The mathematics curriculum in the secondary school normally includes a single one-year course in plane geometry or, perhaps, a course in geometry and geometry and elementary analytic geometry called tenth-year mathematics. This course, presented early in the student's secondary school career, usually his sole exposure to the subject. In contrast, the mathematically minded student has the opportunity of studying elementary algebra, intermediate algebra, and even advanced algebra. It is natural, therefore, to expect a bias in favor of algebra and against geometry. Moreover, misguided enthusiasts lead the student to believe that geometry is "outside the main stream of mathematics" and that analysis or set theory should supersede it.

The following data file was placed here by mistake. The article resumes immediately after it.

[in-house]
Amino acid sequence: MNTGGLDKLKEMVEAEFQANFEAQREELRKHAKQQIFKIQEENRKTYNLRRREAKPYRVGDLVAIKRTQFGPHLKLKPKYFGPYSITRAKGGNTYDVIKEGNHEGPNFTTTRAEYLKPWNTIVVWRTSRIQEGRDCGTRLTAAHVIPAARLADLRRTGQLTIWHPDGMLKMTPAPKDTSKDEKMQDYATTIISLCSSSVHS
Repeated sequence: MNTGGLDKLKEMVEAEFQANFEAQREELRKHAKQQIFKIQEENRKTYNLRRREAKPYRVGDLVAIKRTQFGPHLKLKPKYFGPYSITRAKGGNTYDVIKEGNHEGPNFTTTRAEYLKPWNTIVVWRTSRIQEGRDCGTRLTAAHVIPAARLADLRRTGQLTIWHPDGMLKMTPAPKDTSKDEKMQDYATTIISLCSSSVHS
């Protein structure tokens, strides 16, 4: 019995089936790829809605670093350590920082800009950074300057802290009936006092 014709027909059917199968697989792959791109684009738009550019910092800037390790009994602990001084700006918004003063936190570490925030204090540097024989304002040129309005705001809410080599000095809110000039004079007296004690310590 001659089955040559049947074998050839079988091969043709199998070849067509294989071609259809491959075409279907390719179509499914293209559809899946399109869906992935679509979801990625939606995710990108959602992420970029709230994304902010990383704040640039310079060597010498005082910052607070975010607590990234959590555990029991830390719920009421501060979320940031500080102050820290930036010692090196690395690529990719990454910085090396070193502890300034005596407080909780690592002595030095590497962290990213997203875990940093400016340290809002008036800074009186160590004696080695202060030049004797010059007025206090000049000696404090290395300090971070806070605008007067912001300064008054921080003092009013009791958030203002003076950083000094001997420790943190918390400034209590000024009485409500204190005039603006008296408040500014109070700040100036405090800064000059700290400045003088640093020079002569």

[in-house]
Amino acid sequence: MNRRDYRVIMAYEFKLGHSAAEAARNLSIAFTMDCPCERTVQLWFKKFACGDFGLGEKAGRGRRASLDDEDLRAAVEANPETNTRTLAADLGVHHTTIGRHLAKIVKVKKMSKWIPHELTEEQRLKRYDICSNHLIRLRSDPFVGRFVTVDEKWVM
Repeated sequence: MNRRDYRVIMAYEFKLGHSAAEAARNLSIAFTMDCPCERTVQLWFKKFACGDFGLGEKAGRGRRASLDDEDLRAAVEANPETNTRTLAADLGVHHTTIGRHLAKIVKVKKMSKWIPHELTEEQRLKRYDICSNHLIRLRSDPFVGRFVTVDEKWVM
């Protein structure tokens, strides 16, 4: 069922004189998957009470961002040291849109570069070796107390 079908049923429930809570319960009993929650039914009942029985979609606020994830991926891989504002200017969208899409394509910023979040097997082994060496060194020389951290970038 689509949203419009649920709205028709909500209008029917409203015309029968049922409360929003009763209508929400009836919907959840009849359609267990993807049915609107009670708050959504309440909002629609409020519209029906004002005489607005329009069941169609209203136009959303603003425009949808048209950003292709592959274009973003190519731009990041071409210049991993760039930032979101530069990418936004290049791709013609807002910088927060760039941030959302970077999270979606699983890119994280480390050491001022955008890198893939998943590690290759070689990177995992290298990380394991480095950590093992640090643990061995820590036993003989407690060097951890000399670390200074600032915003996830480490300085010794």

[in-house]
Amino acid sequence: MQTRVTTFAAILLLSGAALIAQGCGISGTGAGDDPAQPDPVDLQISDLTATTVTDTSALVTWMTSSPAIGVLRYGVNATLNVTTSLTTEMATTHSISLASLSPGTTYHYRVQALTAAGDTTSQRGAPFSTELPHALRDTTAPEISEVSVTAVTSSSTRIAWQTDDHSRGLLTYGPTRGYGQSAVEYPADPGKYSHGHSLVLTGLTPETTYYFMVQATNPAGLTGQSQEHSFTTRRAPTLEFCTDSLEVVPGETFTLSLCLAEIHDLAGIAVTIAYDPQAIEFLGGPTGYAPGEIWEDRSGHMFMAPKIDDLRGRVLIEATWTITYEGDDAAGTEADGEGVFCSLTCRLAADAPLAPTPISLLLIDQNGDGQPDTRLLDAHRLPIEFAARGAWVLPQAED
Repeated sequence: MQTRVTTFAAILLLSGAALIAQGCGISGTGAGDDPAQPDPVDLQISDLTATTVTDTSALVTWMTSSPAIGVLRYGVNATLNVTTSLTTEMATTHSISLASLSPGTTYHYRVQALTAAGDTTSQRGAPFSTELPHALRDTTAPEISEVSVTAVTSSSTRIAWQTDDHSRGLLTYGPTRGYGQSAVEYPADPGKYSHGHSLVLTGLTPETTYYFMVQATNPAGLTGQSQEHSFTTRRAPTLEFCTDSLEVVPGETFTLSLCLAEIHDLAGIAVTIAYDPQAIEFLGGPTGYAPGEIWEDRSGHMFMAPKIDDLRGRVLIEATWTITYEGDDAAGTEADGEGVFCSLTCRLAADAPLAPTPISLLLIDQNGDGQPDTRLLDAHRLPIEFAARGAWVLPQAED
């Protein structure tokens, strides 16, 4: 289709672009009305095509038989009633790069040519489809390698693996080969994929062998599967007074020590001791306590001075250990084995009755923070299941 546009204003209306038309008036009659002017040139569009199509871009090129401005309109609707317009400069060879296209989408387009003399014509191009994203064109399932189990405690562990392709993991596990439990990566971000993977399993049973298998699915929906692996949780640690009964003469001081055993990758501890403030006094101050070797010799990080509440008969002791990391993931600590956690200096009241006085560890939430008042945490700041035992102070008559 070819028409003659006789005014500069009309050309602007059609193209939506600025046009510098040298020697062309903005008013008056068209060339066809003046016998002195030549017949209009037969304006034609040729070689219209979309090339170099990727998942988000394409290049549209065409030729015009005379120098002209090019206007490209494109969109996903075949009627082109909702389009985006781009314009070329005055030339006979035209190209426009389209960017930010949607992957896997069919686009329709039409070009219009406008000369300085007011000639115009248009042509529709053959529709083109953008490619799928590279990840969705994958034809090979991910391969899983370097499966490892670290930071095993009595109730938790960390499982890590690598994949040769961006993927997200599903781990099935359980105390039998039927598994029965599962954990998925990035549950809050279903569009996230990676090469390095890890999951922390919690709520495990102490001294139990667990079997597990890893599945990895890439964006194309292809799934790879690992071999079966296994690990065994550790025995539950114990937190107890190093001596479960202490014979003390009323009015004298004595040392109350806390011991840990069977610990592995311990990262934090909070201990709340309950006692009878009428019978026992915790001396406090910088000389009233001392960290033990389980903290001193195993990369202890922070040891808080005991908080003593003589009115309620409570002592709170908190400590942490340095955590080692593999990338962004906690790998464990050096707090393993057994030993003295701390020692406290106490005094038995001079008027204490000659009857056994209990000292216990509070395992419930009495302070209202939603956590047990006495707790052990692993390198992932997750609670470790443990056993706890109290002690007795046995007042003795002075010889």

Perhaps the inferior status of geometry in the school curriculum stems from a lack of familiarity on the part of educators with the nature of geometry and with advances that have taken place in its development. These advances include many beautiful results such as Brianchon's Theorem (Section 3.9), Feuerbach's Theorem (Section 5.6), the Petersen-Schoute Theorem (Section 4.8) and Morley's Theorem (Section 2.9). Historically, it must be remembered that Euclid wrote for mature persons preparing for the study of philosophy. Until our own century, one of the chief reasons for teaching geometry was that its axiomatic method was considered the best introduction to deductive reasoning. Naturally, the formal method was stressed for effective educational purposes. However, neither ancient nor modern geometers have hesitated to adopt less orthodox methods when it suited them. If trigonometry, analytic geometry, or vector methods will help, the geometer will use them. Moreover, he has invented modern techniques of his own that are elegant and powerful. One such technique is the use of transformations such as rotations, reflections, and dilations, which provide shortcuts in proving certain theorems, and also relate geometry to crystallography and art. This "dynamic" aspect of geometry is the subject of Chapter 4. Another "modern" technique is the method of inversive geometry, which deals with points and circles, treating a straight line as a circle that happens to pass through "the point at infinity". Some flavor of this will be found in Chapter 5. A third technique is the method of projective geometry, which disregards all considerations of distance and angle but stresses the analogy between points and lines (whole infinite lines, not mere segments). Here not only are any two points joined by a line, but any two lines meet at a point; parallel lines are treated as lines whose common point happens to lie on "the line at infinity". There will be some hint of the content of this subject in Chapter 6.